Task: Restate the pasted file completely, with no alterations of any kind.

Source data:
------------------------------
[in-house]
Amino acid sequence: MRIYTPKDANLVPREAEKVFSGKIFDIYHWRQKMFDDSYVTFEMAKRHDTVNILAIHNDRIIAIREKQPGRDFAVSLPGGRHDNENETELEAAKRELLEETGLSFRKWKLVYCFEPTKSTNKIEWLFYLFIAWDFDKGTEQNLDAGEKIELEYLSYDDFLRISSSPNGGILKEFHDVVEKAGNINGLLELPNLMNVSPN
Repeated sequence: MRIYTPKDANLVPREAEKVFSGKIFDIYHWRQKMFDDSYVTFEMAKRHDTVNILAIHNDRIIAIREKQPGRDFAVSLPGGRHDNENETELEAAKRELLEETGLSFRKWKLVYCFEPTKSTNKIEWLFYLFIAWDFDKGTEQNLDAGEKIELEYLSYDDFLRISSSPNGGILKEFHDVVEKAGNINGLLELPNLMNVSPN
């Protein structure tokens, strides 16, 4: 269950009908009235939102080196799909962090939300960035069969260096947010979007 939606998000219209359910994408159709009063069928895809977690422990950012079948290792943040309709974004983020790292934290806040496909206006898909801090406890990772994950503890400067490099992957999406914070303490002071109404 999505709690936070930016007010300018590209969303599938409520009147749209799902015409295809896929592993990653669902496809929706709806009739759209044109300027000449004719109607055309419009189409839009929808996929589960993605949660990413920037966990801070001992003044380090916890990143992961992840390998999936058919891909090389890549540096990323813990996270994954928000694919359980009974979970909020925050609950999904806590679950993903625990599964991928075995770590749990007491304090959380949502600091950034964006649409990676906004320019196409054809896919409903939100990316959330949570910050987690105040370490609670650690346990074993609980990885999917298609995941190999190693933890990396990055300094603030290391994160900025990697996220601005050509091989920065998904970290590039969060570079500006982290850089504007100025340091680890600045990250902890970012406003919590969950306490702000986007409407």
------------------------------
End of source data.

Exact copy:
[in-house]
Amino acid sequence: MRIYTPKDANLVPREAEKVFSGKIFDIYHWRQKMFDDSYVTFEMAKRHDTVNILAIHNDRIIAIREKQPGRDFAVSLPGGRHDNENETELEAAKRELLEETGLSFRKWKLVYCFEPTKSTNKIEWLFYLFIAWDFDKGTEQNLDAGEKIELEYLSYDDFLRISSSPNGGILKEFHDVVEKAGNINGLLELPNLMNVSPN
Repeated sequence: MRIYTPKDANLVPREAEKVFSGKIFDIYHWRQKMFDDSYVTFEMAKRHDTVNILAIHNDRIIAIREKQPGRDFAVSLPGGRHDNENETELEAAKRELLEETGLSFRKWKLVYCFEPTKSTNKIEWLFYLFIAWDFDKGTEQNLDAGEKIELEYLSYDDFLRISSSPNGGILKEFHDVVEKAGNINGLLELPNLMNVSPN
């Protein structure tokens, strides 16, 4: 269950009908009235939102080196799909962090939300960035069969260096947010979007 939606998000219209359910994408159709009063069928895809977690422990950012079948290792943040309709974004983020790292934290806040496909206006898909801090406890990772994950503890400067490099992957999406914070303490002071109404 999505709690936070930016007010300018590209969303599938409520009147749209799902015409295809896929592993990653669902496809929706709806009739759209044109300027000449004719109607055309419009189409839009929808996929589960993605949660990413920037966990801070001992003044380090916890990143992961992840390998999936058919891909090389890549540096990323813990996270994954928000694919359980009974979970909020925050609950999904806590679950993903625990599964991928075995770590749990007491304090959380949502600091950034964006649409990676906004320019196409054809896919409903939100990316959330949570910050987690105040370490609670650690346990074993609980990885999917298609995941190999190693933890990396990055300094603030290391994160900025990697996220601005050509091989920065998904970290590039969060570079500006982290850089504007100025340091680890600045990250902890970012406003919590969950306490702000986007409407």